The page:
Can it be that after decades of failure to kill x86, Intel management have become blind to its problems?
Intel's engineers tried for years to shake off the ghastly x86 architecture (producing iAPX432, i960, Xscale, iTanium), while customes avoided x86 whenever they had a choice, in comms hardware, workstations, servers, games consoles and of course Macs. But the Microsoft monopoly, and Intel's superior fab processes repeatedly saved x86 from the knacker.
Multicore ARM with dedicated media processing add-on has advantages that surely trump Intel's Atom and successors. The whittling away of the Windows monopoly seems to leave as Intel's only advantage: more and better fabs than anyone else. x86 may go nowhere in handhelds, and only serve to accelerate the shriveling of the Wintel CPU cash cow, starting with netbooks stealing from the mainstream Windows CPU business.
When Microsoft switched Xbox from Xbox to PowerPC, they didn't think many moves ahead. IBM no longer could be bothered with Apple's PowerPC volumes for Mac, so one might expect up-and-coming Apple's Mac to fade from the scene. But with IBM not delivering PowerPC, and Intel out of the console market, it was a no brainer for Apple to step in and become Intel's premium customer (OS X had been running on x86 long before PowerPC). Instead of marginalising Apple, MS gave Apple parity, able to build as many Macs as they want from the same parts supply that feeds MS's OEM partners, as cheaply as them. No supply problems, no cost problems, no performance problems any more. What a blunder by MS.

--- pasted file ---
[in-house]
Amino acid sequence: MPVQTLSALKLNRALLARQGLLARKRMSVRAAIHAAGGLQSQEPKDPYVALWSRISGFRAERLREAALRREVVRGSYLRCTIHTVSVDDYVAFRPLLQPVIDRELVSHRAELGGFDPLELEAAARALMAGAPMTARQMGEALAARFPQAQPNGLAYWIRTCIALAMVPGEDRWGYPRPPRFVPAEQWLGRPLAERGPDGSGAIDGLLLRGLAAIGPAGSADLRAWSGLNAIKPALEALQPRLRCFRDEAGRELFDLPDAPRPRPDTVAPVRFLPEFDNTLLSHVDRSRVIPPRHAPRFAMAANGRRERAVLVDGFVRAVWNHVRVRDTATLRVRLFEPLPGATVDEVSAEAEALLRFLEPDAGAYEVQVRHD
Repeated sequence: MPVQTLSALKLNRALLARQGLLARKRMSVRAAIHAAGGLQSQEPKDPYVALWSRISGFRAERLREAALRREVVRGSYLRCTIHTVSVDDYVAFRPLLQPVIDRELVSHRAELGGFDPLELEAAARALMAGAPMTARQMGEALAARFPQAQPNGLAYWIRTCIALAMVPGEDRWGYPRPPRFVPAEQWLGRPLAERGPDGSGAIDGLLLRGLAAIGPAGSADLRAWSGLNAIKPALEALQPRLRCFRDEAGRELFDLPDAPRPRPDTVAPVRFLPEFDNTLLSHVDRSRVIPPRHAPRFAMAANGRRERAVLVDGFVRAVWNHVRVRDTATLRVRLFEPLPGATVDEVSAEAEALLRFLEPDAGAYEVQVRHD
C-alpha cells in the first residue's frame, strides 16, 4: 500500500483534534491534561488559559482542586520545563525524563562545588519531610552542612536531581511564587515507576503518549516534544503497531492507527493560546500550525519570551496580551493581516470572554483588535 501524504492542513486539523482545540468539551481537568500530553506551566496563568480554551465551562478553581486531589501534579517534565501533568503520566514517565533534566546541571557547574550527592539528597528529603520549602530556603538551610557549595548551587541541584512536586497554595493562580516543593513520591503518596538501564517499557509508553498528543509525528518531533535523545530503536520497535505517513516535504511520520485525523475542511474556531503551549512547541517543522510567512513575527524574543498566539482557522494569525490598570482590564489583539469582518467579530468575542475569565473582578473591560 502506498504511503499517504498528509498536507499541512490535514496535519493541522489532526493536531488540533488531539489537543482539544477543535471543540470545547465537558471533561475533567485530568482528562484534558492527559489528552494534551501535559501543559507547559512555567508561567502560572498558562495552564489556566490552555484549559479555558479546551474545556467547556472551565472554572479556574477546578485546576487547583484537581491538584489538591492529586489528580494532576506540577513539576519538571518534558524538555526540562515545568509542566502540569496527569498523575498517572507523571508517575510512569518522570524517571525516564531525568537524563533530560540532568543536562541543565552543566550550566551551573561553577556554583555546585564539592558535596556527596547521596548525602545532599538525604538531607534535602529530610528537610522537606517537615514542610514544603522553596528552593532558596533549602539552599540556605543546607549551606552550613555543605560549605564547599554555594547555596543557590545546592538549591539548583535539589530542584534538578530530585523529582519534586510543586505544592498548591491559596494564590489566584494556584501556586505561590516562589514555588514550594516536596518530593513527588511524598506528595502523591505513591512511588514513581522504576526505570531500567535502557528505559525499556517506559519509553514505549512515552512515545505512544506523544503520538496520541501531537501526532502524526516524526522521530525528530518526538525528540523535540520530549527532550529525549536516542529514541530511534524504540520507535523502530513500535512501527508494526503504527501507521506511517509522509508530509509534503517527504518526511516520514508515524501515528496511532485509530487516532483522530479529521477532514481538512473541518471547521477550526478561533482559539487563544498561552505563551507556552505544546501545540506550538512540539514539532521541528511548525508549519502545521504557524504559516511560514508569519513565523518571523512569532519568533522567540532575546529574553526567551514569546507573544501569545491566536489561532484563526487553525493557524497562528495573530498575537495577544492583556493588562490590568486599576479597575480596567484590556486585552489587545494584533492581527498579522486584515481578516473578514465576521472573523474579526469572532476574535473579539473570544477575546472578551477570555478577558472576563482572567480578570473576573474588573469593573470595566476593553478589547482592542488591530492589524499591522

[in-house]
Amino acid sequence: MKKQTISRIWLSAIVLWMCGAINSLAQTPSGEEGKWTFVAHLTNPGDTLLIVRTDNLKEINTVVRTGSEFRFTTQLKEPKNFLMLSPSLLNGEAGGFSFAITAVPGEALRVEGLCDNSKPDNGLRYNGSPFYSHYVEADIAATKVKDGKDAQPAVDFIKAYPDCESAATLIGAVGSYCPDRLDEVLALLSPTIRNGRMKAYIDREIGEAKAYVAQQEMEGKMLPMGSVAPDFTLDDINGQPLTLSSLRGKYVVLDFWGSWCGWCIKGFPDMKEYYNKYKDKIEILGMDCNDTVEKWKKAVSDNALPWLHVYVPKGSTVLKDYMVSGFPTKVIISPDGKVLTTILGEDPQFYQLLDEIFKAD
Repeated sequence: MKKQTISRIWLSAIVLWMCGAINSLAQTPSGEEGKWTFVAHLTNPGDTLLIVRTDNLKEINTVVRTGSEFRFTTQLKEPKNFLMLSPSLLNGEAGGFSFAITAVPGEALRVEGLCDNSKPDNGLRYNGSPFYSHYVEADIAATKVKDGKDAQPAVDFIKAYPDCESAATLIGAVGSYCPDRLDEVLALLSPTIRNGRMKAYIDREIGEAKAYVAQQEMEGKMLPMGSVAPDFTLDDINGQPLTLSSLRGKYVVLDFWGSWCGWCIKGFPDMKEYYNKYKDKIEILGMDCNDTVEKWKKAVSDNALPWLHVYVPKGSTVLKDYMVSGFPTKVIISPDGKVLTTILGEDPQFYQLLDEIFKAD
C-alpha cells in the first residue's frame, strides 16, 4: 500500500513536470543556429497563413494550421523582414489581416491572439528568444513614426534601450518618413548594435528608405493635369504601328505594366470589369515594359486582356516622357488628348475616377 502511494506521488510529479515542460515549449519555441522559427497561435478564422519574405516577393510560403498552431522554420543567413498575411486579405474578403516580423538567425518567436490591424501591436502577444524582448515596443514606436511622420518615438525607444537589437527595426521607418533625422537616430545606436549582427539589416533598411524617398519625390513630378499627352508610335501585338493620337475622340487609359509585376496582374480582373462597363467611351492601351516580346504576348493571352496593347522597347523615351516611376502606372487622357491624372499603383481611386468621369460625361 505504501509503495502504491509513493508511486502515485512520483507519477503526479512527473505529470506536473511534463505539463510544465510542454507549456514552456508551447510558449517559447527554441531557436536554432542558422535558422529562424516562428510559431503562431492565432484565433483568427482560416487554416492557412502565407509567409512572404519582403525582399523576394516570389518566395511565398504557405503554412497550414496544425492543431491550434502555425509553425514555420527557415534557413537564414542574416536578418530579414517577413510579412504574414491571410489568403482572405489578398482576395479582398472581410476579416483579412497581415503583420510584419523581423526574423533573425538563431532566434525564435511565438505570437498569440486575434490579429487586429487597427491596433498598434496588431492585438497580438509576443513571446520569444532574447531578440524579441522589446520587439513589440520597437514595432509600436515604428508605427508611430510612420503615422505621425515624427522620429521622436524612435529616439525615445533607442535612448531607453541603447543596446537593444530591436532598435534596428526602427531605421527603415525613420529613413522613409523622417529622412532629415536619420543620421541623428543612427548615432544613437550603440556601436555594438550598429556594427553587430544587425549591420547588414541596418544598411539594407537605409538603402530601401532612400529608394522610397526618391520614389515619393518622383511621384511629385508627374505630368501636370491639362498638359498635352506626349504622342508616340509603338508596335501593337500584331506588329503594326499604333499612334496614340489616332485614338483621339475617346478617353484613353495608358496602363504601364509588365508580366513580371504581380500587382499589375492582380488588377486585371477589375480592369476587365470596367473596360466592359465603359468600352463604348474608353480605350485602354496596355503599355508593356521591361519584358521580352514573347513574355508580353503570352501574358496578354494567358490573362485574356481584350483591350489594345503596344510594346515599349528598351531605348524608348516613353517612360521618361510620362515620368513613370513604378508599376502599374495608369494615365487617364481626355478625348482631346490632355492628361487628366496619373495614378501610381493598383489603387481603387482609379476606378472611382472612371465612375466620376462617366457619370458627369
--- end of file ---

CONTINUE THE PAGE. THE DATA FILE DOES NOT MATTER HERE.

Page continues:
Or have I got it all wrong?